It was fitting then that the day we visited Sydney was the first day of new legislation abandoning Sunday penalty rates for hospitality workers and a variety of other retail occupations. No doubt Edward would've approved this legislation introduced by the government of fellow Australian Club member Malcolm Turnbull. It would seem that Australia needs the occasional mining boom to keep our wages on an even keel!
What can be said is that in 1854, Sydney was a town with a population of just over 40,000, similar to many medium sized regional centres of today. Now it has a population just over 5 million and would be unrecognisable to Edward. Central Sydney today is a maze of skyscrapers which would undoubtedly impress him.
Once his horses were secure, Edward now found himself hastening to Bent St, soon found myself enjoying all the agreeable ease and comfort of the Australian Club. Founded in 1838, this club on the corner of Macquarie and Bent Sts is Australia's oldest gentleman's club and while much has changed in Australia since Edward's time, one thing has not. Only gentlemen can be members of the Australia Club. I'm not sure how Edward would've felt about this. He clearly had an eye for the ladies as his journal often contains descriptive passages of women in all the places he visits. He also became father to eight daughters who for the most part appeared to have a reciprocally fond relationship with him but whether he would have enjoyed ladies cluttering up his club. Who knows?
|This image describes itself as Australian Club and Creswick Hotel, Bent St, c1870. The Club archivist advises that the original Club was down Bent St from todays location so presumably the larger building was the Club.|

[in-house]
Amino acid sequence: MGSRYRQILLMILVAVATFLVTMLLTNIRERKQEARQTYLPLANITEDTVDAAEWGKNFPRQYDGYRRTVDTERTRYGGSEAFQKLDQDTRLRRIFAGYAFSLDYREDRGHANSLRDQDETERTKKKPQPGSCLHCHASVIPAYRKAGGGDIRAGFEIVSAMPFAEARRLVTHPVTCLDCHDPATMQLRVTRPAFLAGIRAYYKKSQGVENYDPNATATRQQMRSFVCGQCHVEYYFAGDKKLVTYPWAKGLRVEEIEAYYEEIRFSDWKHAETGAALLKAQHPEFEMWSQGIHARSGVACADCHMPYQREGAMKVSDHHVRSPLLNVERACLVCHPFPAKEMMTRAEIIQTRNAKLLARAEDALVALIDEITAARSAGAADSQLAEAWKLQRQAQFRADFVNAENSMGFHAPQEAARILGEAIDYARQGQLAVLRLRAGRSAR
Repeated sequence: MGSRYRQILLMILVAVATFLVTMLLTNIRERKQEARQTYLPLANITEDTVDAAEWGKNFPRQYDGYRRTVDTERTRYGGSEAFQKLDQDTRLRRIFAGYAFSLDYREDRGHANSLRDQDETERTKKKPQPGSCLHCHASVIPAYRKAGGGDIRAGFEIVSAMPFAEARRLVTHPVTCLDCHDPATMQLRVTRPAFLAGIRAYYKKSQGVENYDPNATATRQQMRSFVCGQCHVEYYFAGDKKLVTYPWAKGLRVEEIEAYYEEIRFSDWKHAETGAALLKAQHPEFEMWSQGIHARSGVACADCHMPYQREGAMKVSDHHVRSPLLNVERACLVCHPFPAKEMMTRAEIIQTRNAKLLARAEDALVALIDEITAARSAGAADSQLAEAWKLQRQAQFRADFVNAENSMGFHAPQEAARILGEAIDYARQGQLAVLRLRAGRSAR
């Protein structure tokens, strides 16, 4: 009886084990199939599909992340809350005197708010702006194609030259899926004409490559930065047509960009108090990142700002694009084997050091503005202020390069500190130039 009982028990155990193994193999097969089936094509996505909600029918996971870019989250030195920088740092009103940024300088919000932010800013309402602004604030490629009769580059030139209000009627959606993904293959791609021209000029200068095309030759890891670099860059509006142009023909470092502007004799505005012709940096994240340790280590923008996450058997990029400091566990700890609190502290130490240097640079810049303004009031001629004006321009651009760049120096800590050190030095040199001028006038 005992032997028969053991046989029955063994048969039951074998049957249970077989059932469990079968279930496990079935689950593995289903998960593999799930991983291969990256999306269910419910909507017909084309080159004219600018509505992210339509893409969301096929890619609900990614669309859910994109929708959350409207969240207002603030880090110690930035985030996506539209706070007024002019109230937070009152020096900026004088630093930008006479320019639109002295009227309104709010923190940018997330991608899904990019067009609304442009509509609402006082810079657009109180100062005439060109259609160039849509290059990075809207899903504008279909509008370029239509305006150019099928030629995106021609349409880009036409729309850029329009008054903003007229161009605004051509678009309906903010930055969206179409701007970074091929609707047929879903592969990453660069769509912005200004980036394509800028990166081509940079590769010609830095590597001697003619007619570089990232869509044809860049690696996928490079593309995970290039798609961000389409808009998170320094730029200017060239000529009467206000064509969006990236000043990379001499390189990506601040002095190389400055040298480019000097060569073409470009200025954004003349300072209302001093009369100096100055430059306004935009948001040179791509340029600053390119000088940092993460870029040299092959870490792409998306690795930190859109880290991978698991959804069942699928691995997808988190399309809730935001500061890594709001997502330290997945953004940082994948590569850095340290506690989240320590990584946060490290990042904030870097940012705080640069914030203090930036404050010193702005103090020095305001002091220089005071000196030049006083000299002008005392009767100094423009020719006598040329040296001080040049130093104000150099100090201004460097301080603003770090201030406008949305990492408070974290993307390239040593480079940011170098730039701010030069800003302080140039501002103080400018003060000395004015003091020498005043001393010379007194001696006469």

|This photo of the club clearly shows the still existing terraces to the left and is dated mid 1870's. However, the Club archivist advised that the Club moved into what had been the Pultney Hotel in the current location in 1891 so this is probably a later picture. However Edward would've been familiar with this building in the latter years of his life.|
|The 1840s terraces that still stand beside the Australian Club and would have been familiar to Edward.|
Edward then spent another month or so in Sydney, reuniting with his parents who were also travelling to England with him, but he mentions little of what he did. He was pleased with the prices he got for his horses the best of the day, ranging from 75pounds downward. Given that that was probably a years wages for one of those insubordinate seamen, he had every right to be pleased.
From Sydney it was then off along the south coast of Australia before heading north to Ceylon, which I have covered in previous posts, and then the middle east and Europe beyond.